The Toronto Raptors are enjoying their finest season in years.
Well for starters, you could point to their improved defense (fourth in the league in opponents' scoring), or their more effective offense (10th in offensive efficiency), or even the departure of Rudy Gay (.368 winning percentage at the time of the trade).
But you’d only be scraping the surface by talking about those points. The real story in Toronto has been the play of DeMar DeRozan and Kyle Lowry. Not only have they both played at all-star levels since the Rudy Gay trade, but they've undoubtedly emerged as one of the best back courts in the league.
Give their individual play and team success, it's reasonable to expect some accolades to come their way. Although there's still plenty of time left in the season, it's never too early to make the case for players deserving of some hardware.
And boy, do these guys deserve some.
*Unless otherwise noted, all statistics acquired from NBA.com and ESPN.go.com
Most Improved Player
While Lowry was ultimately passed up by the coaches in favor of Joe Johnson in one the great surprises in All-Star history, the lack of recognition hasn't affected his play, as he’s actually increased his scoring output from 16.7 points to 17.3 points per game since then.
But that scoring increase pales in comparison to his improvement across the board this year. For his career, Lowry has averages of 11.4 points, 5.4 assists and 3.8 rebounds. This season with the Raptors, he’s increased those numbers to a career high 16.8 points, 7.7 assists and 4.5 rebounds, to go along with 1.6 steals per game.
Just in terms of points this season, Lowry has increased his average from his career numbers by 47 percent.
Night in and night out, he’s performed like a star, played within the team’s philosophy, and produced win after win.
Hard to believe Lowry was benched last season in favor of Jose Calderon and only played in a total of 68 games.
Sure, players like Lance Stephenson and Eric Bledsoe have made leaps and bounds from last season, but neither of them are the leader of their respective teams. The Indiana Pacers have Paul George and a host of veterans, and the Phoenix Suns have been led by Goran Dragic.
Yes, Lowry has DeRozan. But more importantly, DeRozan has Lowry.
All-NBA Third Team
DeRozan has been one of the best shooting guards in the NBA season. That’s not even up for debate. As far as 2-guards go, he's right at the top in terms of production this season.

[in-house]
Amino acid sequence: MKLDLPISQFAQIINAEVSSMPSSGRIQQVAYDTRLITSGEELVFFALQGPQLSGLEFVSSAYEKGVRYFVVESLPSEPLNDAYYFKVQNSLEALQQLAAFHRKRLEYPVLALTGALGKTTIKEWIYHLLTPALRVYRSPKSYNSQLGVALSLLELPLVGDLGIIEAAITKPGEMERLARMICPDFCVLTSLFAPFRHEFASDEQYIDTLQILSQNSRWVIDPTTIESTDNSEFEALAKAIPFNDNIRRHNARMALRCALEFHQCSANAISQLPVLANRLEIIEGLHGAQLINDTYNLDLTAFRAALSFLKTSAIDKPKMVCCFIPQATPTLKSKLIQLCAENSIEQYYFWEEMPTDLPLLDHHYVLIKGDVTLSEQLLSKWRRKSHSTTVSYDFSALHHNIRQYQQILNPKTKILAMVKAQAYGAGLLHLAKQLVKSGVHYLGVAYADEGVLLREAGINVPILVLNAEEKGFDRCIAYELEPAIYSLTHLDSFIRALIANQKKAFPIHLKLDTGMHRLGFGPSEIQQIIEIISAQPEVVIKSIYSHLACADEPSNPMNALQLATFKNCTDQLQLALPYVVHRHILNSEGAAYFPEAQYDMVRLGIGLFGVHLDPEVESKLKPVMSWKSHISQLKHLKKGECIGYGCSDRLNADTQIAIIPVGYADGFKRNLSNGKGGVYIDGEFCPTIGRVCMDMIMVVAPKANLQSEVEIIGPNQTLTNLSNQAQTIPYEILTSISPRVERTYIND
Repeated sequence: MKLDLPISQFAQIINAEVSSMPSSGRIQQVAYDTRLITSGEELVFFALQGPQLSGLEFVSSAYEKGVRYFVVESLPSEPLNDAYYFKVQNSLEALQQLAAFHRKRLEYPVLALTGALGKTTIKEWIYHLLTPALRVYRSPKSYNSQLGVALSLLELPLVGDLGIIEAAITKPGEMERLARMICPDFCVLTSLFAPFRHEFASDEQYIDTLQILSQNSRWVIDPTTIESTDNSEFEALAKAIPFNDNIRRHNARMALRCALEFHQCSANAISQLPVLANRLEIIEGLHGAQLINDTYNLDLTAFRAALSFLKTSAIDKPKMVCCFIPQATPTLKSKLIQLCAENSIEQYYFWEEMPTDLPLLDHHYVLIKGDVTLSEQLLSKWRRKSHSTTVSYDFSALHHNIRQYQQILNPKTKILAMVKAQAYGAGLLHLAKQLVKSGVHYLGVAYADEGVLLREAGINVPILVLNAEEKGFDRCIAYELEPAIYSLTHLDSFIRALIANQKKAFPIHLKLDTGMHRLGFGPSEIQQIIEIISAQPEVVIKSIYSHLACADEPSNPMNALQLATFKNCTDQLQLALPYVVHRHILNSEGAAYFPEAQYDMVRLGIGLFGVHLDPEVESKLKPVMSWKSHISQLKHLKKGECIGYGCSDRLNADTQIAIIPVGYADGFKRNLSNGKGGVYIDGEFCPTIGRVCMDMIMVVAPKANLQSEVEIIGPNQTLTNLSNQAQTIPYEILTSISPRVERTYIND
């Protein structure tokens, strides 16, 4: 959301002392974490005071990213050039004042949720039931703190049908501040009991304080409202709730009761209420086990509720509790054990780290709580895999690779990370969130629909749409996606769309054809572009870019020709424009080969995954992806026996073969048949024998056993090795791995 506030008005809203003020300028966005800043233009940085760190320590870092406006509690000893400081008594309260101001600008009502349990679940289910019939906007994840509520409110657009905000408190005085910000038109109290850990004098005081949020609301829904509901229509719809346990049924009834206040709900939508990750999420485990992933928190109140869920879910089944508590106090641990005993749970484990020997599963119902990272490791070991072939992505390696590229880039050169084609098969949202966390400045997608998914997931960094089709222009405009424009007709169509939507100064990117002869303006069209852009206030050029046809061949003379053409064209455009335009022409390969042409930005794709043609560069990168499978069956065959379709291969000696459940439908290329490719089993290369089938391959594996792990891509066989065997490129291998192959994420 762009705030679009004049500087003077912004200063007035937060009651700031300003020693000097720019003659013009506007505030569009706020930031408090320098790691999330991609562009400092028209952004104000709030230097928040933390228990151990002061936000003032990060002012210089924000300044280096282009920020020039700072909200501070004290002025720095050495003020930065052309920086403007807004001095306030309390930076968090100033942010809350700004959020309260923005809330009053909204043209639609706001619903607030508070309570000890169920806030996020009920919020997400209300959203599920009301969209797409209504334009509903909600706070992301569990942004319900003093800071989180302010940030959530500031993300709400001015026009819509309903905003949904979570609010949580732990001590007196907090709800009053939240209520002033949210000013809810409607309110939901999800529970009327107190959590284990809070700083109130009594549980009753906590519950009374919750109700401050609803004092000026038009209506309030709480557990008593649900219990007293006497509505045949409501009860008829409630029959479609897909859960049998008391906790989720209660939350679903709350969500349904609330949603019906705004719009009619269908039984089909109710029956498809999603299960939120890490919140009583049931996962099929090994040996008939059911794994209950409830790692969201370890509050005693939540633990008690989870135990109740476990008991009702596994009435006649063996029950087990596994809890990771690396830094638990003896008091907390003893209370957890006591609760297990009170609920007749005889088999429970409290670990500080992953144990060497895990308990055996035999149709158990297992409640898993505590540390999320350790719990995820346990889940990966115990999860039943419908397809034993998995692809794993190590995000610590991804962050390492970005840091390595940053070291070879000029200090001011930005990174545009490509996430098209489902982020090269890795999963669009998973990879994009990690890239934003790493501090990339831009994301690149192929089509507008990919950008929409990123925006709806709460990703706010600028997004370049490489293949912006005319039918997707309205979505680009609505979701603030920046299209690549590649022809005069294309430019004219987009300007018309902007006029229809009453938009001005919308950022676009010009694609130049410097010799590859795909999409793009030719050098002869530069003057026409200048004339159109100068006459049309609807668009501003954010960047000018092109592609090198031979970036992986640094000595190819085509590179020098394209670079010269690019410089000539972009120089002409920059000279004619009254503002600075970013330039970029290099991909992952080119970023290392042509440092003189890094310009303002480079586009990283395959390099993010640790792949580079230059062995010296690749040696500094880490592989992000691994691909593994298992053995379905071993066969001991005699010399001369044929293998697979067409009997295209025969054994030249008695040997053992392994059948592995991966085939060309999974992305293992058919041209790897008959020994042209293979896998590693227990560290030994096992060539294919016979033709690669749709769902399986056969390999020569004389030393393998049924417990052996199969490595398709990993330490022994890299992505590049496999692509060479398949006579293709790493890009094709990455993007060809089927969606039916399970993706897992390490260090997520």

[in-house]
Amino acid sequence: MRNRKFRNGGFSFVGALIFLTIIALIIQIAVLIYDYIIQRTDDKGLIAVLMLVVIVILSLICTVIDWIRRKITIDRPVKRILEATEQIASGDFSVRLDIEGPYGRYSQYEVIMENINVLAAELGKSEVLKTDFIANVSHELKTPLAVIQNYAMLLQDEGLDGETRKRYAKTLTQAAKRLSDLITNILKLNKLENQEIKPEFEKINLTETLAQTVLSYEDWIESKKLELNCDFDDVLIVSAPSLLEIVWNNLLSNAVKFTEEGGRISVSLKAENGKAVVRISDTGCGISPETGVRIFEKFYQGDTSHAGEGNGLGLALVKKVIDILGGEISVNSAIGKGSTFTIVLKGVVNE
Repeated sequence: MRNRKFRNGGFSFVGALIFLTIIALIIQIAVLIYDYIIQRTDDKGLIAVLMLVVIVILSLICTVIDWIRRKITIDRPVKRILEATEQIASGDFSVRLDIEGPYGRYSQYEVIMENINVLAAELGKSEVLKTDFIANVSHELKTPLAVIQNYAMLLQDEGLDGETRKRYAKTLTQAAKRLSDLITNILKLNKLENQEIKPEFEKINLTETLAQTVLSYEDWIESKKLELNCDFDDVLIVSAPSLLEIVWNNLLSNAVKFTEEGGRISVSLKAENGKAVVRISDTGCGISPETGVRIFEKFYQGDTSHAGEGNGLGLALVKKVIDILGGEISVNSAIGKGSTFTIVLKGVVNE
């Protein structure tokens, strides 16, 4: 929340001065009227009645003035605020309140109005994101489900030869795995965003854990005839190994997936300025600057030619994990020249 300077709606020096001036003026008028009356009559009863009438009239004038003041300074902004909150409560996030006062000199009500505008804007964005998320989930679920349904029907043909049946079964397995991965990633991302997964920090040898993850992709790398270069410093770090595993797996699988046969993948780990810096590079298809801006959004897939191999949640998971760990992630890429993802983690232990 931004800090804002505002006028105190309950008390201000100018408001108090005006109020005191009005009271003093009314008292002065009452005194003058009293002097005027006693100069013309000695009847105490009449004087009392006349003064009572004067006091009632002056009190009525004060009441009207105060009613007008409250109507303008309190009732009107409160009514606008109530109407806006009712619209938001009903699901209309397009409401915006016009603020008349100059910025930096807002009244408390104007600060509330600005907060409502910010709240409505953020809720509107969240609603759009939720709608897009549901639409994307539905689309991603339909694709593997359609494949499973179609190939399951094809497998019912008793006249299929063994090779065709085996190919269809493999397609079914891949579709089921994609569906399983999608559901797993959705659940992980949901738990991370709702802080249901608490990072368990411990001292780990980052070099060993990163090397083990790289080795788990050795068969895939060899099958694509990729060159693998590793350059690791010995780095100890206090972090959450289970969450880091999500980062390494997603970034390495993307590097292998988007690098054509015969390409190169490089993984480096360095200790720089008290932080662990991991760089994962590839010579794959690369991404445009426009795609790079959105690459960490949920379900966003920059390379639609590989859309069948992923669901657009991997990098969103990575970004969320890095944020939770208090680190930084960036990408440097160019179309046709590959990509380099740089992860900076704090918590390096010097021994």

But has he played better than both of them this season? You bet he has.
While Bryant and Wade have combined to play 49 games this season (just six for Kobe), DeRozan has played in 58 and has averaged a career-high 22.7 points, 3.9 assists and 4.4 rebounds.
Granted, given Bryant and Wade’s injuries it may be unfair to compare their production, so let’s see how DeRozan’s season stacks up against the other elite shooting guards in the league.
Kevin Martin? The Minnesota Timberwolves are currently out the playoffs and he’s averaging 19.2 points with a 42.8 field-goal percentage.
Monta Ellis? He’s played well, but is only averaging 18.9 points for the eighth-seeded Dallas Mavericks.
Joe Johnson? Please.
In fact, it can be argued that behind James Harden, DeRozan has been the second-best shooting guard in the NBA this season. At the very least, that deserves All-NBA consideration.
First team? Let’s say Harden. Second team? Wade seems reasonable.
Third team? It's got to be No. 10
If you've watched any Raptors games, the one thing you can surely count on happening is Kyle Lowry taking a charge.
Or two, or three.
Not only that, but he’s been the catalyst of the Raptors defense, which holds opponent to 97 points per game, good for fourth-best in the NBA.
Given the team’s impressive defense and Lowry’s individual brilliance on that side of the floor, it’s easy to see why he should be considered for a spot on either the first or second NBA All-Defensive teams at the end of the season.
It won’t be easy for Lowry to make such a team; after all, he was snubbed from the All-Star Game already. But if he can keep up his charges-taken total and keep the Raptors defense in the top five or 10 of most categories, he’s got a legitimate shot.
Aiding Lowry’s case is the fact that, after him, it’s not easy to think of many other point guards who are deserving of the honor besides John Wall, who’s been a key player in the Washington Wizard’s solid defensive play.
Rajon Rondo hasn't played in enough games. Neither has Russell Westbrook. Ricky Rubio is a clever pickpocket, but nobody’s scared of the Timberwolves defense. Stephen Curry? While he’s also a gifted thief, he’s hardly the player you single out for the impressive defense of the Golden State Warriors.
Lowry is often described as a bulldog by the Raptors announcers, and rightfully so. If you want a point guard who plays hard-nosed defense, is willing to put his body in front of bigger players and crashes the boards among the trees, then he’s your man.
He’s also All-NBA defense.
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